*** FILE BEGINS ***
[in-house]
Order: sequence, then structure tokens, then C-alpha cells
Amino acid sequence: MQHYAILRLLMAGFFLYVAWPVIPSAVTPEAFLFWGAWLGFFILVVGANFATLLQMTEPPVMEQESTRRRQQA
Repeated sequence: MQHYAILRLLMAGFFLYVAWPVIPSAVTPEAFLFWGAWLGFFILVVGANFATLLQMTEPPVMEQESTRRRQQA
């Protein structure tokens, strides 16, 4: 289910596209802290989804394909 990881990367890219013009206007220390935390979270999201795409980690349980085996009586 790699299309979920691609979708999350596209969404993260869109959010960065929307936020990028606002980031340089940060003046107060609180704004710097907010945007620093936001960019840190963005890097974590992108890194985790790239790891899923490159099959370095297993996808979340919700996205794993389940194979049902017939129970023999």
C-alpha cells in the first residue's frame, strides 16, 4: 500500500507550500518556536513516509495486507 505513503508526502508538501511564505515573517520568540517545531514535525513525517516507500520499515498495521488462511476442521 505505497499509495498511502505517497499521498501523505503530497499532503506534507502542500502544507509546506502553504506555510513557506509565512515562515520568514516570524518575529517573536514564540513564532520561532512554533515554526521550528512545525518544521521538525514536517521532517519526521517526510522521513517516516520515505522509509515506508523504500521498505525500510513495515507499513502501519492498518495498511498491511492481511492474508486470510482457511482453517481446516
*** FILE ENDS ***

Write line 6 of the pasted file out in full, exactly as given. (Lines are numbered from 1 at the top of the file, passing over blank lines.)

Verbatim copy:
C-alpha cells in the first residue's frame, strides 16, 4: 500500500507550500518556536513516509495486507 505513503508526502508538501511564505515573517520568540517545531514535525513525517516507500520499515498495521488462511476442521 505505497499509495498511502505517497499521498501523505503530497499532503506534507502542500502544507509546506502553504506555510513557506509565512515562515520568514516570524518575529517573536514564540513564532520561532512554533515554526521550528512545525518544521521538525514536517521532517519526521517526510522521513517516516520515505522509509515506508523504500521498505525500510513495515507499513502501519492498518495498511498491511492481511492474508486470510482457511482453517481446516